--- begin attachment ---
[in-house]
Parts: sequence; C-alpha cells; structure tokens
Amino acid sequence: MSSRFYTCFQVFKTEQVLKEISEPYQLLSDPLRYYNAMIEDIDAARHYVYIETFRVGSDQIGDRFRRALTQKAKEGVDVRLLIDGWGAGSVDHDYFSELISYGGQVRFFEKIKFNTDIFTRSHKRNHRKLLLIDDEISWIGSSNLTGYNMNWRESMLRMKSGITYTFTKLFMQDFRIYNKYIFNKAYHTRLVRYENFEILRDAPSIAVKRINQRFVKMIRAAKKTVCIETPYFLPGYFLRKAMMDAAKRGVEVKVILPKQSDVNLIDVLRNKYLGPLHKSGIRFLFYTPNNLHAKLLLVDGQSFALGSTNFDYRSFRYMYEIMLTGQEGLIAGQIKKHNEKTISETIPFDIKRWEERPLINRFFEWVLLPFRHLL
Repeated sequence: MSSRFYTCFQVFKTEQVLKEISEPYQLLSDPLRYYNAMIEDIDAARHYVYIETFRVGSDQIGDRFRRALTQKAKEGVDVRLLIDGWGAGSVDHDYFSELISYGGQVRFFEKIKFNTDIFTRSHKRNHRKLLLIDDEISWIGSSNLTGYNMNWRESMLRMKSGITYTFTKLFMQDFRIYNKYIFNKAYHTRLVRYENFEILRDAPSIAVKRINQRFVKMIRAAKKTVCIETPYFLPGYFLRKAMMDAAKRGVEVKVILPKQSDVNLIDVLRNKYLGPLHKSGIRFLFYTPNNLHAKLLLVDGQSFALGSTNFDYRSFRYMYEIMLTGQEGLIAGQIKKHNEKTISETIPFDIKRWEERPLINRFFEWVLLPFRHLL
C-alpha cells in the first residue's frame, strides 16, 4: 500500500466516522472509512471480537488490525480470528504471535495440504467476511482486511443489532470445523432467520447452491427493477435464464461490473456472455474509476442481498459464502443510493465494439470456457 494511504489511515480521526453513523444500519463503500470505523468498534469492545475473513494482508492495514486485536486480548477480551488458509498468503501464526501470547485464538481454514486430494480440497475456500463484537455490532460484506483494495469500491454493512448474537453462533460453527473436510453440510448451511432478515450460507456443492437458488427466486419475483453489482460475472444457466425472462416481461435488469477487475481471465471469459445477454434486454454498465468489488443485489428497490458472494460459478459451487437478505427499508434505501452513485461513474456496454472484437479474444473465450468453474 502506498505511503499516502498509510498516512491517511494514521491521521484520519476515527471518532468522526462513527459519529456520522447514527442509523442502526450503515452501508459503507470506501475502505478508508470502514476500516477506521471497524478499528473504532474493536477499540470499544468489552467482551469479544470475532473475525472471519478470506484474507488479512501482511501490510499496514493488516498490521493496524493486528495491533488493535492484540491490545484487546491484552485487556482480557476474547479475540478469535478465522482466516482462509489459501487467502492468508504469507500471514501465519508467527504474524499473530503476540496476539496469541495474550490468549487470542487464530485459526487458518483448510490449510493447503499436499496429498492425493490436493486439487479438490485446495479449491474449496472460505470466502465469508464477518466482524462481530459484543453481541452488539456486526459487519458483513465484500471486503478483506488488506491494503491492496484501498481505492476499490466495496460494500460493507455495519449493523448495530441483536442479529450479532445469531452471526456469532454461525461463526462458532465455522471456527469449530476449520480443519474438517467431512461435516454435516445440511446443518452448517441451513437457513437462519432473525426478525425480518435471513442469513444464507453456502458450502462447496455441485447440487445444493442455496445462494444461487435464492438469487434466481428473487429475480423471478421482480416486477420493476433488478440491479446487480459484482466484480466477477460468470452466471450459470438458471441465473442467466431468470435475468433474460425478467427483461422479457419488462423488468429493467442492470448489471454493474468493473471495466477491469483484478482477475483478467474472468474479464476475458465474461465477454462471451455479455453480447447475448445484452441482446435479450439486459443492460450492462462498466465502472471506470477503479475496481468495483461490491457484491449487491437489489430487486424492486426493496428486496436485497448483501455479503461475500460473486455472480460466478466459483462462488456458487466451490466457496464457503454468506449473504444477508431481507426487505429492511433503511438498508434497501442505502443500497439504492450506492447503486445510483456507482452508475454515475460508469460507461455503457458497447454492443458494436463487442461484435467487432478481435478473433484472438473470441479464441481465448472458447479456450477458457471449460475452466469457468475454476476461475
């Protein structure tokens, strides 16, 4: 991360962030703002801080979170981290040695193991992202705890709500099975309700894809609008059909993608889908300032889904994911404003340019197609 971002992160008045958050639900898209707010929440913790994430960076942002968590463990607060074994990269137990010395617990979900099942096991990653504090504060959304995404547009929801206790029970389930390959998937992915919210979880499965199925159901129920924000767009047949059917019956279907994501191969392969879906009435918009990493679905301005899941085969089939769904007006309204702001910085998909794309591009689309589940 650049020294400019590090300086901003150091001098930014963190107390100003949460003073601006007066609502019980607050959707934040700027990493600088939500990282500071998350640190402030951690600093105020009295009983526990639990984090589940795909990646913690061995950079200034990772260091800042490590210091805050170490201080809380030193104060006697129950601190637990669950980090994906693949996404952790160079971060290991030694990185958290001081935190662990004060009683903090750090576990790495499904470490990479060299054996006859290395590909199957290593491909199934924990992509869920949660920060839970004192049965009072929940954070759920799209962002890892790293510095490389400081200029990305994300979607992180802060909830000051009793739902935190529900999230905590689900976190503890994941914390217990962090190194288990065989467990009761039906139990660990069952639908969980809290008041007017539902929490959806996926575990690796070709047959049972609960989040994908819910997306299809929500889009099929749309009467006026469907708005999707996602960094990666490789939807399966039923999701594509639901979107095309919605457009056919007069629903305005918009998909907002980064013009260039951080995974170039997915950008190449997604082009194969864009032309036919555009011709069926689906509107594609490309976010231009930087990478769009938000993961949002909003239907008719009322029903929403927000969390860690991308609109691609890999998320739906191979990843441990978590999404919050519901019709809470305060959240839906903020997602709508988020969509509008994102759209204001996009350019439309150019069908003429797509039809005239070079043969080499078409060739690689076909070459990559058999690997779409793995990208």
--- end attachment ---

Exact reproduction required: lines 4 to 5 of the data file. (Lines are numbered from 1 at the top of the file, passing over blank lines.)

Repeated sequence: MSSRFYTCFQVFKTEQVLKEISEPYQLLSDPLRYYNAMIEDIDAARHYVYIETFRVGSDQIGDRFRRALTQKAKEGVDVRLLIDGWGAGSVDHDYFSELISYGGQVRFFEKIKFNTDIFTRSHKRNHRKLLLIDDEISWIGSSNLTGYNMNWRESMLRMKSGITYTFTKLFMQDFRIYNKYIFNKAYHTRLVRYENFEILRDAPSIAVKRINQRFVKMIRAAKKTVCIETPYFLPGYFLRKAMMDAAKRGVEVKVILPKQSDVNLIDVLRNKYLGPLHKSGIRFLFYTPNNLHAKLLLVDGQSFALGSTNFDYRSFRYMYEIMLTGQEGLIAGQIKKHNEKTISETIPFDIKRWEERPLINRFFEWVLLPFRHLL
C-alpha cells in the first residue's frame, strides 16, 4: 500500500466516522472509512471480537488490525480470528504471535495440504467476511482486511443489532470445523432467520447452491427493477435464464461490473456472455474509476442481498459464502443510493465494439470456457 494511504489511515480521526453513523444500519463503500470505523468498534469492545475473513494482508492495514486485536486480548477480551488458509498468503501464526501470547485464538481454514486430494480440497475456500463484537455490532460484506483494495469500491454493512448474537453462533460453527473436510453440510448451511432478515450460507456443492437458488427466486419475483453489482460475472444457466425472462416481461435488469477487475481471465471469459445477454434486454454498465468489488443485489428497490458472494460459478459451487437478505427499508434505501452513485461513474456496454472484437479474444473465450468453474 502506498505511503499516502498509510498516512491517511494514521491521521484520519476515527471518532468522526462513527459519529456520522447514527442509523442502526450503515452501508459503507470506501475502505478508508470502514476500516477506521471497524478499528473504532474493536477499540470499544468489552467482551469479544470475532473475525472471519478470506484474507488479512501482511501490510499496514493488516498490521493496524493486528495491533488493535492484540491490545484487546491484552485487556482480557476474547479475540478469535478465522482466516482462509489459501487467502492468508504469507500471514501465519508467527504474524499473530503476540496476539496469541495474550490468549487470542487464530485459526487458518483448510490449510493447503499436499496429498492425493490436493486439487479438490485446495479449491474449496472460505470466502465469508464477518466482524462481530459484543453481541452488539456486526459487519458483513465484500471486503478483506488488506491494503491492496484501498481505492476499490466495496460494500460493507455495519449493523448495530441483536442479529450479532445469531452471526456469532454461525461463526462458532465455522471456527469449530476449520480443519474438517467431512461435516454435516445440511446443518452448517441451513437457513437462519432473525426478525425480518435471513442469513444464507453456502458450502462447496455441485447440487445444493442455496445462494444461487435464492438469487434466481428473487429475480423471478421482480416486477420493476433488478440491479446487480459484482466484480466477477460468470452466471450459470438458471441465473442467466431468470435475468433474460425478467427483461422479457419488462423488468429493467442492470448489471454493474468493473471495466477491469483484478482477475483478467474472468474479464476475458465474461465477454462471451455479455453480447447475448445484452441482446435479450439486459443492460450492462462498466465502472471506470477503479475496481468495483461490491457484491449487491437489489430487486424492486426493496428486496436485497448483501455479503461475500460473486455472480460466478466459483462462488456458487466451490466457496464457503454468506449473504444477508431481507426487505429492511433503511438498508434497501442505502443500497439504492450506492447503486445510483456507482452508475454515475460508469460507461455503457458497447454492443458494436463487442461484435467487432478481435478473433484472438473470441479464441481465448472458447479456450477458457471449460475452466469457468475454476476461475